[This updates a report posted earlier.] In the immediate aftermath of then-Category 5 Hurricane Maria’s passage over Dominica on Monday, Frans van Santbrink, J69DS, on St. Lucia checked into the VoIP Hurricane Net to relay damage reports he’d gathered via repeater conversations with other hams there. The New York Times also reported and posted audio that Amateur Radio was a primary source to gather initial damage reports from the storm-ravaged Caribbean Island nation of some 70,000 residents. US-based Julian Antoine, J73JA, solicited reports via a VoIP connection with the J73MAN repeater on Dominica.
All power lines are down, our telephone lines are down, Internet lines, everything is down,” came a reply to Antoine’s inquiry. “Roads are blocked with debris. No confirmed information on fatalities or injuries.”
What seems to be a subsequent responder reported, “Lots of flooding, water coming into windows and doors,” while another indicated that while he was “nice and dry now,” he had lost his roof and was at a shelter. “From what I’ve seen so far, it’s pretty bad,” another report stated. The same responder said he could see some landslides too, along with broken trees and utility poles. “It’s just damage all over,” concluded the report, apparently from J73CC.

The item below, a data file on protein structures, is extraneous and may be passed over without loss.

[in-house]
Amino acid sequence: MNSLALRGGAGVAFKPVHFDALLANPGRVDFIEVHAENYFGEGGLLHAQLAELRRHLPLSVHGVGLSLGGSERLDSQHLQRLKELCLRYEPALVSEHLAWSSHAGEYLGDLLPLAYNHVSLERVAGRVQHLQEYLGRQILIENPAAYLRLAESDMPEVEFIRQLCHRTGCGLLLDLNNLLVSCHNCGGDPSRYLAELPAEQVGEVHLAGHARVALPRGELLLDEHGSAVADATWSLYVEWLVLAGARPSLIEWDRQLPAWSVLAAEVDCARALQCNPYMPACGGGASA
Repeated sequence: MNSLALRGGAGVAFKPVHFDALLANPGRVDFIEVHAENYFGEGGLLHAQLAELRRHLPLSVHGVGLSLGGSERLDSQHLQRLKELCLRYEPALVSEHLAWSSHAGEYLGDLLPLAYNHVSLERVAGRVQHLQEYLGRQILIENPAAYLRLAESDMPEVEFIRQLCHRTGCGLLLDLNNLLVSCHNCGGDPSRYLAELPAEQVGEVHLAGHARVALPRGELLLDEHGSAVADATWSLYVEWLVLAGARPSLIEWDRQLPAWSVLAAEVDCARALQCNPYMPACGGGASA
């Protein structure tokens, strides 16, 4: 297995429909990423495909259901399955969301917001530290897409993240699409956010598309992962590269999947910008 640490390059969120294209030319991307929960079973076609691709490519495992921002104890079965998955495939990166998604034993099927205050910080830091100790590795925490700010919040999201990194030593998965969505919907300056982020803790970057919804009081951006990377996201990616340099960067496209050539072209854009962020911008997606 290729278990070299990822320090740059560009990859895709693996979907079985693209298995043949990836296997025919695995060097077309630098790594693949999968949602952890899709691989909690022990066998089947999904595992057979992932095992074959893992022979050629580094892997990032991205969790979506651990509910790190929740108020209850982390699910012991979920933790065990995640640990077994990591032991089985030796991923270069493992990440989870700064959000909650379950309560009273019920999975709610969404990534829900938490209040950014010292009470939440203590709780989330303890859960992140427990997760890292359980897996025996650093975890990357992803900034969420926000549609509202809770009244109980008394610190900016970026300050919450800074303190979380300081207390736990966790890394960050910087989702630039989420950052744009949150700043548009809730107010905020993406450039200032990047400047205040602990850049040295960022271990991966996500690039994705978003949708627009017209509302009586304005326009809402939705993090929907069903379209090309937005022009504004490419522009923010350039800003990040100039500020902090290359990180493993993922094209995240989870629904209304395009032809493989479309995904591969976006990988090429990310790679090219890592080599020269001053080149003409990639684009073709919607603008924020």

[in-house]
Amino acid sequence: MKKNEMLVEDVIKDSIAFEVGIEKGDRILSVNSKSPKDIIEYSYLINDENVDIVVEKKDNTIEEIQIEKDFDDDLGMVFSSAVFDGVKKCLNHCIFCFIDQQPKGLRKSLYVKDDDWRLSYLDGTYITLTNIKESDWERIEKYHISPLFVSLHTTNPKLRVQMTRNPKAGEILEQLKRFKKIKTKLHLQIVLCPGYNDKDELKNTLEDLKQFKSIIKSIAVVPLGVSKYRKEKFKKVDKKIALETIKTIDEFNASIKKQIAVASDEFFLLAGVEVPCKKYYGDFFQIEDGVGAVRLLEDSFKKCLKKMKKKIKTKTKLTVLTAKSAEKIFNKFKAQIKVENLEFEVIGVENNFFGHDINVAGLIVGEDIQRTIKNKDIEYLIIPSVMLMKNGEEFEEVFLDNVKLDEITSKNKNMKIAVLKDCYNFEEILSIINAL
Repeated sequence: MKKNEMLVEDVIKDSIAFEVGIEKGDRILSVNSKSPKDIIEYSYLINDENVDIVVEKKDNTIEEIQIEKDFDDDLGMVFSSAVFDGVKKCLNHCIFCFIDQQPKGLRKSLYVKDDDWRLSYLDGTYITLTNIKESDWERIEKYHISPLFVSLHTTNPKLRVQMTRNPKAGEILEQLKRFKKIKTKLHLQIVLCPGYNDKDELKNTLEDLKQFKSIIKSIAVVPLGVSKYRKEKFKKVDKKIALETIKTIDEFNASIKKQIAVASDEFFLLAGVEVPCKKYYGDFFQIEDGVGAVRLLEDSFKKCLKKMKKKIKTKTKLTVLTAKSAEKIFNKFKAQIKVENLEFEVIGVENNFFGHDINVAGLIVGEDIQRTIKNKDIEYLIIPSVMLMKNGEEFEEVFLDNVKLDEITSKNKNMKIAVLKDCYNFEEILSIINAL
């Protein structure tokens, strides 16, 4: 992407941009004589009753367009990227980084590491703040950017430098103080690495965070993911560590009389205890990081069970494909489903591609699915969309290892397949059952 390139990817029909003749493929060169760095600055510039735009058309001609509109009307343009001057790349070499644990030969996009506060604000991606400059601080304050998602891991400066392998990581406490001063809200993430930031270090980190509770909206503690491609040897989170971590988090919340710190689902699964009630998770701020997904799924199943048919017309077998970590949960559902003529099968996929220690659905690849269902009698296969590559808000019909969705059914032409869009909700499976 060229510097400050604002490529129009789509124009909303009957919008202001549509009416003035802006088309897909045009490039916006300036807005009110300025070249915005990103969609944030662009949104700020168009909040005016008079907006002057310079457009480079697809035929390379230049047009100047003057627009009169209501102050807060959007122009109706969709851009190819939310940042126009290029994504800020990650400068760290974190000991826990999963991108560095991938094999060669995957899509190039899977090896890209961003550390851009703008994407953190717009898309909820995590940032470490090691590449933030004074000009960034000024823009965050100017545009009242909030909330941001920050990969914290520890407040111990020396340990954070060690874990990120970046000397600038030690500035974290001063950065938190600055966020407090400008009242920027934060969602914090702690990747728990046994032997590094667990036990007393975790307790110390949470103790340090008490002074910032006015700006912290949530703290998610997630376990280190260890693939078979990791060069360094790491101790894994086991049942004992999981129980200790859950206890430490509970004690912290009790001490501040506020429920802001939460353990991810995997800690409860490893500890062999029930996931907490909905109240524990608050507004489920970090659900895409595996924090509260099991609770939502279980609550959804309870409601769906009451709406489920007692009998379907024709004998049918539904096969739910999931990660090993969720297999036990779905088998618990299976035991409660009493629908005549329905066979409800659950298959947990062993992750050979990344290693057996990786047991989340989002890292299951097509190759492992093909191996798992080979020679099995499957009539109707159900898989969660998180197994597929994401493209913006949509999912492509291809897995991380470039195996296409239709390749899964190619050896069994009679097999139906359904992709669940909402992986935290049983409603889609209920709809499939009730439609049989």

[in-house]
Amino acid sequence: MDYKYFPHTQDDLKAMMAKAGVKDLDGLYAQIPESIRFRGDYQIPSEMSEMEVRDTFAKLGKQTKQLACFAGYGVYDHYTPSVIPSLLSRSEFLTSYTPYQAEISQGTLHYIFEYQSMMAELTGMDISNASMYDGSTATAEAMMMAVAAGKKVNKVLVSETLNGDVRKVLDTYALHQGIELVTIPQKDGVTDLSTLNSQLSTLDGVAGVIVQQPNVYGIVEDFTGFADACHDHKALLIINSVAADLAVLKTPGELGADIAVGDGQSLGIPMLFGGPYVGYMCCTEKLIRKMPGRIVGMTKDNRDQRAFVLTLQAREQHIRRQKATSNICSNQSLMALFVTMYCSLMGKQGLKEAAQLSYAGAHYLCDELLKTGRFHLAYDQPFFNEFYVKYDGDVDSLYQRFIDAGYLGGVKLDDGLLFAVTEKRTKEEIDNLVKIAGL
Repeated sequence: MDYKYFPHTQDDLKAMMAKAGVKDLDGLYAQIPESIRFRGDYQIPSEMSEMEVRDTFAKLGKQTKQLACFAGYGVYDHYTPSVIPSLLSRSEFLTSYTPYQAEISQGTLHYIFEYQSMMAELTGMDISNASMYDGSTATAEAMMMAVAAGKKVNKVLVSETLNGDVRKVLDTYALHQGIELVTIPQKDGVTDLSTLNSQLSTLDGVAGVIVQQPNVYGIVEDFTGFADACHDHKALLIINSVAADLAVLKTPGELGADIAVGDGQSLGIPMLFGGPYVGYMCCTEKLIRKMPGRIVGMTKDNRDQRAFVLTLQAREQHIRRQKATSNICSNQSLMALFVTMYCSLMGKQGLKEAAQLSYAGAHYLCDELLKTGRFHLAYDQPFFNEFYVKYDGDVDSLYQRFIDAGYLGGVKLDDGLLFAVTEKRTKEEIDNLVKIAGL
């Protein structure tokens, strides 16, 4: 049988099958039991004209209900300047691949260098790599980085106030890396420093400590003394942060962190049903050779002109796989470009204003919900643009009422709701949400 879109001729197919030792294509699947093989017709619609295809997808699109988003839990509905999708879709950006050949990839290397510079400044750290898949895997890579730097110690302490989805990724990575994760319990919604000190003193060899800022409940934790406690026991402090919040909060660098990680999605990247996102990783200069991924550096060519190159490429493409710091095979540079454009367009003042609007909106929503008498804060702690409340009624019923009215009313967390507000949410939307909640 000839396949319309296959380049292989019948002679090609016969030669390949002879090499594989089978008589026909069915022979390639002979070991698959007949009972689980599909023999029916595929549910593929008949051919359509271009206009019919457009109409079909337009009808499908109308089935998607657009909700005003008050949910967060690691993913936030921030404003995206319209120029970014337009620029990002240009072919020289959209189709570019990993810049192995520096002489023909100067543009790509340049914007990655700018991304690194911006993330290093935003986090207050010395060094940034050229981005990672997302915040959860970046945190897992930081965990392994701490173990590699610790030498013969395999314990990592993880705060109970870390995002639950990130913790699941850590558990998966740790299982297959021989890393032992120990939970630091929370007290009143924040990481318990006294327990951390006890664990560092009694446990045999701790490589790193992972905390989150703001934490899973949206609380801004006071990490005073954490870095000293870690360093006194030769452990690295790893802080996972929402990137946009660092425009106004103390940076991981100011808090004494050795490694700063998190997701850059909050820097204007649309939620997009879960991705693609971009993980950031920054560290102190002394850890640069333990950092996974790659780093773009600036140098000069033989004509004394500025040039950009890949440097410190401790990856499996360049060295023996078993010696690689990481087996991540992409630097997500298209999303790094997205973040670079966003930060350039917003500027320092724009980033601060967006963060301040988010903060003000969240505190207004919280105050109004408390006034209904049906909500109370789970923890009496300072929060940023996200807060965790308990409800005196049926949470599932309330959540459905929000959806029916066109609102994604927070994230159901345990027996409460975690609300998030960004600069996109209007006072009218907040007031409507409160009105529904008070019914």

VoIP Hurricane Net Operations Director Rob Macedo, KD1CY, told ARRL that he recorded the audio that the New York Times used on Tuesday while he was monitoring the J62DX-L link on EchoLink.
In his report to the VoIP Hurricane Net, van Santbrink recounted a damage account from Kerry Fevrier, J69YH, in Roseau, Dominica. “Trees down, river has flooded half the village, cars are all over, most houses have lost their roofs or are destroyed, the area between his house and the church is just flattened…in his words, ‘devastation is total,’” van Santbrink told the net.
He also heard from J73CI, who has lost his roof; J73WA on the northern end of the island, who lost his tower and was uncertain how he was going to weather the back end of the storm, and J73MH, who also lost his roof and was “just hunkering down and hoping for the best.” — Thanks to the VoIP Hurricane Net; New York Times
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